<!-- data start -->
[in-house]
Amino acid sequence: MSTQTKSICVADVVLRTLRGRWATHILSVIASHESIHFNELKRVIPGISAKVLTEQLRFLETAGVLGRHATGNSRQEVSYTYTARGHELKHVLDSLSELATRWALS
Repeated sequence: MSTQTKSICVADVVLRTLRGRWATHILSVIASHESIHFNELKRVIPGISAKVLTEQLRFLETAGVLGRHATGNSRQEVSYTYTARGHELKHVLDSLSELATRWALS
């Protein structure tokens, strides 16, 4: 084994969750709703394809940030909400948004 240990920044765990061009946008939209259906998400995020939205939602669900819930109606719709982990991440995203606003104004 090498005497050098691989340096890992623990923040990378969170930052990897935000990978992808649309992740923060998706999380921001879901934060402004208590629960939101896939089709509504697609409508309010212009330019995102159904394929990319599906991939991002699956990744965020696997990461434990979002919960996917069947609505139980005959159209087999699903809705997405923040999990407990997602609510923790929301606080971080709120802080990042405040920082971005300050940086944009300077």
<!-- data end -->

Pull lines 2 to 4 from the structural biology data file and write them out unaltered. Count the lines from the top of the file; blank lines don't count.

Amino acid sequence: MSTQTKSICVADVVLRTLRGRWATHILSVIASHESIHFNELKRVIPGISAKVLTEQLRFLETAGVLGRHATGNSRQEVSYTYTARGHELKHVLDSLSELATRWALS
Repeated sequence: MSTQTKSICVADVVLRTLRGRWATHILSVIASHESIHFNELKRVIPGISAKVLTEQLRFLETAGVLGRHATGNSRQEVSYTYTARGHELKHVLDSLSELATRWALS
């Protein structure tokens, strides 16, 4: 084994969750709703394809940030909400948004 240990920044765990061009946008939209259906998400995020939205939602669900819930109606719709982990991440995203606003104004 090498005497050098691989340096890992623990923040990378969170930052990897935000990978992808649309992740923060998706999380921001879901934060402004208590629960939101896939089709509504697609409508309010212009330019995102159904394929990319599906991939991002699956990744965020696997990461434990979002919960996917069947609505139980005959159209087999699903809705997405923040999990407990997602609510923790929301606080971080709120802080990042405040920082971005300050940086944009300077």